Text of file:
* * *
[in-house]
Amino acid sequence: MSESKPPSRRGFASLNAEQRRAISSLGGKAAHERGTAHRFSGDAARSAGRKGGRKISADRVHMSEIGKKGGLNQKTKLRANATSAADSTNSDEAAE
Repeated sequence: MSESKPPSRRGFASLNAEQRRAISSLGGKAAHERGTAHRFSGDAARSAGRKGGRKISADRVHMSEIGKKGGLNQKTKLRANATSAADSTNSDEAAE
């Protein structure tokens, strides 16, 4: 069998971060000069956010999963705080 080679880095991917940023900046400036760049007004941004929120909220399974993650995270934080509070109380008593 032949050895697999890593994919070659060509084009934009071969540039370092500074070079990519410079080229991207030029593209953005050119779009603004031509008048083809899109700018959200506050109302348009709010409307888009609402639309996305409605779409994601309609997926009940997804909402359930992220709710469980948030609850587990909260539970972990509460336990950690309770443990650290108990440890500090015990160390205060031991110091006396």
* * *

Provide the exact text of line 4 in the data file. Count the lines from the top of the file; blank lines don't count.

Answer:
């Protein structure tokens, strides 16, 4: 069998971060000069956010999963705080 080679880095991917940023900046400036760049007004941004929120909220399974993650995270934080509070109380008593 032949050895697999890593994919070659060509084009934009071969540039370092500074070079990519410079080229991207030029593209953005050119779009603004031509008048083809899109700018959200506050109302348009709010409307888009609402639309996305409605779409994601309609997926009940997804909402359930992220709710469980948030609850587990909260539970972990509460336990950690309770443990650290108990440890500090015990160390205060031991110091006396």